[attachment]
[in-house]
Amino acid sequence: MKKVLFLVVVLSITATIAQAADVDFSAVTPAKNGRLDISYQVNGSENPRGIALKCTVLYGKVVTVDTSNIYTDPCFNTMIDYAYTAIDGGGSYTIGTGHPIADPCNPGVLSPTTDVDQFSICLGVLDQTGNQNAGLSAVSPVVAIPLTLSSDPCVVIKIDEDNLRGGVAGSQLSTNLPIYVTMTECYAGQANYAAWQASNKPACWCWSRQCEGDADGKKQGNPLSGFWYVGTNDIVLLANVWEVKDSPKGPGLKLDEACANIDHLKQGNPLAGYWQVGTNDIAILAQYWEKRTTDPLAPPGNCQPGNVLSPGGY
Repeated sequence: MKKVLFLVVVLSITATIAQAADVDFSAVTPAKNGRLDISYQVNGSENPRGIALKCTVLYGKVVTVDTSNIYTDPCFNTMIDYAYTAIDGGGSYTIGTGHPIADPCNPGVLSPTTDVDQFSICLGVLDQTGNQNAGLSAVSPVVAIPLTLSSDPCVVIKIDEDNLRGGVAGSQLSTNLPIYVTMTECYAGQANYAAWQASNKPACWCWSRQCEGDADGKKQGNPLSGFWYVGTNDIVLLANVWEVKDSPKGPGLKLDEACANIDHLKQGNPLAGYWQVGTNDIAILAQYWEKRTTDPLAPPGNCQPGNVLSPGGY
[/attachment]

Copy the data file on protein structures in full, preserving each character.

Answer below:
[in-house]
Amino acid sequence: MKKVLFLVVVLSITATIAQAADVDFSAVTPAKNGRLDISYQVNGSENPRGIALKCTVLYGKVVTVDTSNIYTDPCFNTMIDYAYTAIDGGGSYTIGTGHPIADPCNPGVLSPTTDVDQFSICLGVLDQTGNQNAGLSAVSPVVAIPLTLSSDPCVVIKIDEDNLRGGVAGSQLSTNLPIYVTMTECYAGQANYAAWQASNKPACWCWSRQCEGDADGKKQGNPLSGFWYVGTNDIVLLANVWEVKDSPKGPGLKLDEACANIDHLKQGNPLAGYWQVGTNDIAILAQYWEKRTTDPLAPPGNCQPGNVLSPGGY
Repeated sequence: MKKVLFLVVVLSITATIAQAADVDFSAVTPAKNGRLDISYQVNGSENPRGIALKCTVLYGKVVTVDTSNIYTDPCFNTMIDYAYTAIDGGGSYTIGTGHPIADPCNPGVLSPTTDVDQFSICLGVLDQTGNQNAGLSAVSPVVAIPLTLSSDPCVVIKIDEDNLRGGVAGSQLSTNLPIYVTMTECYAGQANYAAWQASNKPACWCWSRQCEGDADGKKQGNPLSGFWYVGTNDIVLLANVWEVKDSPKGPGLKLDEACANIDHLKQGNPLAGYWQVGTNDIAILAQYWEKRTTDPLAPPGNCQPGNVLSPGGY